Assuming that Vetements could actually make a case for its trademark, federal courts in New York– where this case would likely be heard – may actually side with Vetememes. While the Southern District of New York (“SDNY”), a federal court in Manhattan, has a bit of a history of veto-ing purported parodies, so to speak, a recent ruling bodes well for Vetememes. Early this year, a SDNY court denied Louis Vuitton’s motion for summary judgment in a parody case. (You may recall that Louis Vuitton filed suit against canvas bag company, My Other Bag, in 2014, alleging that MOB created, marketed and sold designs that infringe an array of its trademarks and copyrights. The bags at issue were canvas bags with graphics of famous Louis Vuitton bags on them, along with the text, “My Other Bag…”. MOB responded to the lawsuit by claiming parody).

In January, the SDNY judge held that MOB’s canvas totes amount to parodies and thus, are not actionable sources of trademark infringement or dilution, a somewhat surprising ruling considering the case law in the SDNY. However, as I indicated previously, parody cases are very much fact-specific, and so, the Louis Vuitton case may not prove to be an automatic homerun for Vetememes if Vetements were to file suit. That being said, the surprising turn of events in the Louis Vuitton v. MOB case is certainly worth noting, as it could prove fruitful is such a case were to arise between Vetements and Vetememes.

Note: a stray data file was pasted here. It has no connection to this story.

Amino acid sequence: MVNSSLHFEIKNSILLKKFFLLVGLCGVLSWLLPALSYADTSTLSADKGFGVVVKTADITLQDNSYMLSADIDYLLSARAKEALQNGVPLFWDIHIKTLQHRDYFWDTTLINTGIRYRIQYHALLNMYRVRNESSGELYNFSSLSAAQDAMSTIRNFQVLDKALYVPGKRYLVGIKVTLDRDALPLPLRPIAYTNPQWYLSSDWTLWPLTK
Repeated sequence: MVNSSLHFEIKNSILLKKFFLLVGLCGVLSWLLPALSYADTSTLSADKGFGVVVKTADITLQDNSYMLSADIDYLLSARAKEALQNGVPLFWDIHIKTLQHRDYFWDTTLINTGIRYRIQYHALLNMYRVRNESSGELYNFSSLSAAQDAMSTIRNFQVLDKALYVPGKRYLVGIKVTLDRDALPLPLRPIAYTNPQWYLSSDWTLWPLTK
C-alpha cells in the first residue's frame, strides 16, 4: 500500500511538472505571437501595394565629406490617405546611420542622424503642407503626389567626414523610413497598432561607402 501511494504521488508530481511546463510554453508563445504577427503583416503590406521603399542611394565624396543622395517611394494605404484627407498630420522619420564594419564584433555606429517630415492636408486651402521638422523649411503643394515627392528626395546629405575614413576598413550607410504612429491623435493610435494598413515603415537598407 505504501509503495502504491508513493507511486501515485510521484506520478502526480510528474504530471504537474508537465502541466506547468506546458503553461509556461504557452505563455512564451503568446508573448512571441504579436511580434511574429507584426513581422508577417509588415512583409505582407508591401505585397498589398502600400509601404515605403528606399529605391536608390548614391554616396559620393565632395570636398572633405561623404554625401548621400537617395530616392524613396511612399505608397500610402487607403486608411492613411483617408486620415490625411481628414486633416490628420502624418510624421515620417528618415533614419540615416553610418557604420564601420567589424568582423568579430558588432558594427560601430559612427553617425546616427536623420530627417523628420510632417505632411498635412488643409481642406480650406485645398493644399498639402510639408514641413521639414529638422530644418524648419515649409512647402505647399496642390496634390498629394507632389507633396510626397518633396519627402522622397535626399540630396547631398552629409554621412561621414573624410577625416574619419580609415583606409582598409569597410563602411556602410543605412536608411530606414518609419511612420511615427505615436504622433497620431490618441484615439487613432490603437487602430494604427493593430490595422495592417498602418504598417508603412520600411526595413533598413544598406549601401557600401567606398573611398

The second bit of good news for Vetememes: The brand it is supposedly commenting on, Vetements, is known for its consistent use of others’ trademarks on some of its best-selling garments. (There are the DHL tees, the Champion-esque sweatshirts, the Titanic ones, the Thrasher ones, etc.). This fact would not only bolster its case of parody, this fact would make it an arguably odd (read: hypocritical?) move for the Vetements team to file a trademark infringement lawsuit when someone does the exact same thing to them.

That being said, the Paris-based brand does, in fact, receive authorization from the brands’ whose logos it uses, as we verified in the DHL case. It seems somewhat clear that Vetememes has not done so, which does leave it vulnerable to being on the receiving end of a cease and desist letter from Demna and Guram Gvasalia, the respective creative director and CEO of Vetements.

Which leads me to my last point: It might actually do more harm than good if Vetements were to file suit against the little guy, Vetememes. With the initiation of legal action comes to very real threat of bad press, to which consumers are not immune. The sheer amount of negative press that Vetements, which despite its large persona is still a very young brand, could potentially face as a result of filing suit must be measured against what it would actually gain from suing the one-man operation known as Vetememes. It is this very reason – tied with the need to craft a brand reputation that is largely free of bad press – that brands are forced to choose their legal battles carefully.  It is also why Vetememes will likely be in the clear in this case – parody or not.

UPDATE (3/31/16): Per the New York Times, “Vetements will not be filing any lawsuits over the Vetememes raincoat and hope that he has enjoyed making his project as much as we do making our clothes,” Mr. Gvasalia said in an email.”

UPDATE (11/129/16): The brand is back with an array of new legally questionable items, all of which are available for pre-sale on Vetememes’ site as we speak. 

* This article was initially published in March 2016.